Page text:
But the accompanying advertisement was--misleading--at best.

Where to begin? The uniforms remind me of what bad guys wear...particularly imperial officers in Star Wars. Second, why are they staring at a projection of the Earth, when the immediate concern is what happens to the space station? Why project images of ground forces (operators will already know the consequences)?

If the USAF has a real-time feedback loop that shows sensor data of objects around the Earth in any given orbit, so that operators can immediately move something like the space station from the comfort of the office chair (also, without apparently coordinating with potential space station inhabitants--safety first?), that would be really interesting. But I’m pretty sure that’s not how it works.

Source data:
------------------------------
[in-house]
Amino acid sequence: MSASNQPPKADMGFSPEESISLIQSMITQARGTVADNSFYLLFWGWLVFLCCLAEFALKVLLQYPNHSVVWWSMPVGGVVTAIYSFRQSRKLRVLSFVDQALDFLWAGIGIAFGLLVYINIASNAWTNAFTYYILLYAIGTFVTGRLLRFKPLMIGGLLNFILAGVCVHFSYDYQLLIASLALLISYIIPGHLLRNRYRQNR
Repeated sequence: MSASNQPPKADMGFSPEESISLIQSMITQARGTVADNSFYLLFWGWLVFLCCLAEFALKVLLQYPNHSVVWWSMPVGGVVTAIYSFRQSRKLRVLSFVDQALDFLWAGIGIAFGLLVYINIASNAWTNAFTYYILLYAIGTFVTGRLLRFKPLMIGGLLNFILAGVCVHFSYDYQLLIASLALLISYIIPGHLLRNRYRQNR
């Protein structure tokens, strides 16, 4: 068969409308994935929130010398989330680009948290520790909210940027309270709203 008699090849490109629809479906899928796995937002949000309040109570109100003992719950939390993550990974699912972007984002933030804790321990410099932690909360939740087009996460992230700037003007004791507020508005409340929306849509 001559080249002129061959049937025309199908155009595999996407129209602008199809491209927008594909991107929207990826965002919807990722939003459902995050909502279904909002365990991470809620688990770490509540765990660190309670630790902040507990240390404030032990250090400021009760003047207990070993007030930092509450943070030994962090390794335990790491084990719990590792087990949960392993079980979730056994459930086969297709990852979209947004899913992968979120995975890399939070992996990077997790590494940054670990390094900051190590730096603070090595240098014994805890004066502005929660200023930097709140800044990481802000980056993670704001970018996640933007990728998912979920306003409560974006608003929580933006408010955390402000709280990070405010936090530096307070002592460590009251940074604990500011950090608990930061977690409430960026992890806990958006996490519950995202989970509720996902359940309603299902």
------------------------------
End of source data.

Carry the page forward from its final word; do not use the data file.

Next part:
The Future with Yesterday’s Technology

So, this latest commercial. We are now dealing with Space Force public affairs ideas, that, god help us, probably came from the Air Force.

It starts with a person staring up at the sky, kind of like when Luke Skywalker is first introduced. So far, so good.

The voice starts in “Some people look at the stars and ask ‘what if.’” Wait, what? Personally, that’s not why I joined the service, and I doubt it's why the majority of folks joined Space Command. We joined to defend the nation, protect siblings in arms, and stay in a relatively comfortable environment while doing so. If we can do that with better technology, then, great!